Shame is a powerful but understudied emotion in organizational settings, and its antecedents and consequences have been of key interest. Drawing on Daniels and Robinson's (2019) framework of organizational shame, we first investigated supervisor negative feedback, a common practice in supervisor–subordinate interactions, as a predictor of employees' shame. We further investigated the daily effects of shame on well-being and performance. The hypothesized model was tested using a daily diary method from 119 full-time employees across five consecutive working days. The results show that supervisor negative feedback is associated with employees' feelings of shame at the within-person level, increasing their end-of-work emotional exhaustion while improving their next-day in-role and extra-role performance. Further, individual-level leader–member exchange (LMX) moderated the relationship between negative feedback and shame, with the relationship being stronger under high LMX. We discuss how our study contributes to the shame literature by emphasizing the predictive role of negative feedback and the repair motive of shame in determining its consequences.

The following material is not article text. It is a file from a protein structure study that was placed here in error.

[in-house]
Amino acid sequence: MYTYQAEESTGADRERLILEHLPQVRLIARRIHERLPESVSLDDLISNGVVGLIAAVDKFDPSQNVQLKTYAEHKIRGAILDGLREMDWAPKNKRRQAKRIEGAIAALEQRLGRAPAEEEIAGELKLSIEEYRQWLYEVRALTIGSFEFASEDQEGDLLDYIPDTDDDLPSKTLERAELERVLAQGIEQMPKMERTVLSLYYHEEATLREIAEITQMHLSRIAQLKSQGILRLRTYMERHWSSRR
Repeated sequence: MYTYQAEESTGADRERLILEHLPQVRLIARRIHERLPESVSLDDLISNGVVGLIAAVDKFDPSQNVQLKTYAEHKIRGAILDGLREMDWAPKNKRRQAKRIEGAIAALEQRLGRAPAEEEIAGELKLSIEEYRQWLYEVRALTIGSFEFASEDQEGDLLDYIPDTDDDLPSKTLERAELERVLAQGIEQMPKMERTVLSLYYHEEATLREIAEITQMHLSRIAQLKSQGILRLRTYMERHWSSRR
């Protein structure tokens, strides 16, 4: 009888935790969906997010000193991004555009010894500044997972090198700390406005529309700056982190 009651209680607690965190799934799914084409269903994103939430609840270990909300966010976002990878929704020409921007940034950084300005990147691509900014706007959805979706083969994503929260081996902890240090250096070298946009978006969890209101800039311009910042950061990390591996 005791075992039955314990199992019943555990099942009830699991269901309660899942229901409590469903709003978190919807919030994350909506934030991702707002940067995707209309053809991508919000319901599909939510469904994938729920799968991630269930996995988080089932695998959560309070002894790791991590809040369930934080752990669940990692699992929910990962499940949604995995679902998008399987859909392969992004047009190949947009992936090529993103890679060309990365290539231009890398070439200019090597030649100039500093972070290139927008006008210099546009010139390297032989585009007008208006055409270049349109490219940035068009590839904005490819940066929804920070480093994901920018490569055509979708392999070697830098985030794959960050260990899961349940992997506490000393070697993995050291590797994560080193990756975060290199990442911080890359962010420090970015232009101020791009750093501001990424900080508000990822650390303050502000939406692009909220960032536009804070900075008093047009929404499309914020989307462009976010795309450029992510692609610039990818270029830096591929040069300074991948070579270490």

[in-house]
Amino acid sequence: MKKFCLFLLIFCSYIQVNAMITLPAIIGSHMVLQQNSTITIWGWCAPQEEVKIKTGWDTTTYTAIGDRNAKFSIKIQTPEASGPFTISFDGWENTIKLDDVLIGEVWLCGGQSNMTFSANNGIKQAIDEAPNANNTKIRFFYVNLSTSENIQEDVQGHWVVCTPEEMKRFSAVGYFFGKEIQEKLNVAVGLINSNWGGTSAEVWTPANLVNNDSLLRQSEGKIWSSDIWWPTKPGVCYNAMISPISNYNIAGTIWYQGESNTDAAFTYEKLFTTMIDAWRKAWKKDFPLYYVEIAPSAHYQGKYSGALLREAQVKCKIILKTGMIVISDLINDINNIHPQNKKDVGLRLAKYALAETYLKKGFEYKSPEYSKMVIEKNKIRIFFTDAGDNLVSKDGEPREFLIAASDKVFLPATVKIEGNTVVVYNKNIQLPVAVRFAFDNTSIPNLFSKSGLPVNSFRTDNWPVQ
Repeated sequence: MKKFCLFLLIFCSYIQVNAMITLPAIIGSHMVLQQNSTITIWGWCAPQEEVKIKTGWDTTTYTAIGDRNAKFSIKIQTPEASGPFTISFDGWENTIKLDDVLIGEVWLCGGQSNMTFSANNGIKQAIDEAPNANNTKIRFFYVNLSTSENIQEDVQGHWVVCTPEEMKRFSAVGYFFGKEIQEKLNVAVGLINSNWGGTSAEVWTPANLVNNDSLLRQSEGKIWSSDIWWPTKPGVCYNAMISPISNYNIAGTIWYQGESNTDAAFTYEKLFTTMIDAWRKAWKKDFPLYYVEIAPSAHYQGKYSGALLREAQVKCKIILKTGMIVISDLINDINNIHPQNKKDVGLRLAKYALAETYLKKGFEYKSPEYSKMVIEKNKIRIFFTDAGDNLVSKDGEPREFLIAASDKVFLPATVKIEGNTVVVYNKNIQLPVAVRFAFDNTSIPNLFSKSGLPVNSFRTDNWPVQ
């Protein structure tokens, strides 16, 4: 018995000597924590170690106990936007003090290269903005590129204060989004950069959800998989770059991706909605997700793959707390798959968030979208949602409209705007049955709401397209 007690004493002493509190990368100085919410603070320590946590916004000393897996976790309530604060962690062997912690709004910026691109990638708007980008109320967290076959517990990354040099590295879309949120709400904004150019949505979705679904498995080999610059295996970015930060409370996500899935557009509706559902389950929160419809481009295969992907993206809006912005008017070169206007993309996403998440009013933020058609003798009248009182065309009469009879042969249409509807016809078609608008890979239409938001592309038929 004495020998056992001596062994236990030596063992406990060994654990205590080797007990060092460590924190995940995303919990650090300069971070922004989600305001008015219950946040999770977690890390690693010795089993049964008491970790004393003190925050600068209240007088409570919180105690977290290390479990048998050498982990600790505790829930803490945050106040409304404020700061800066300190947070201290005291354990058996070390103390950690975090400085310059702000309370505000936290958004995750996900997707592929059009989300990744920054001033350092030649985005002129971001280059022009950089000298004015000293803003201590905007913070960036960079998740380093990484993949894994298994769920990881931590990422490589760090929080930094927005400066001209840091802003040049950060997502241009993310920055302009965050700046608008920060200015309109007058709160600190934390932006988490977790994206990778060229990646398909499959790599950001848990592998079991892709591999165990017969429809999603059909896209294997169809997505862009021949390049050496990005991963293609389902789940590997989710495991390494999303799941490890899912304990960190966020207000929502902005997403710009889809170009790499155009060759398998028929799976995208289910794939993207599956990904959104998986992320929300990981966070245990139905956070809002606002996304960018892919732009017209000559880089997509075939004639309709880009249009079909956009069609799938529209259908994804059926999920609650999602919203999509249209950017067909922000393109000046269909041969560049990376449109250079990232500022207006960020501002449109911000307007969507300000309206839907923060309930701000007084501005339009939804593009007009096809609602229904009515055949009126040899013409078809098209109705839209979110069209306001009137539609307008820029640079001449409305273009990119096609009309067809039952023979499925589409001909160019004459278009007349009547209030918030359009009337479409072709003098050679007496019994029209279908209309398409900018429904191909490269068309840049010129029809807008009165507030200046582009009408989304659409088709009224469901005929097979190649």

- emotional exhaustion
- in-role and extra-role performance
- leader–member exchange
- supervisor negative feedback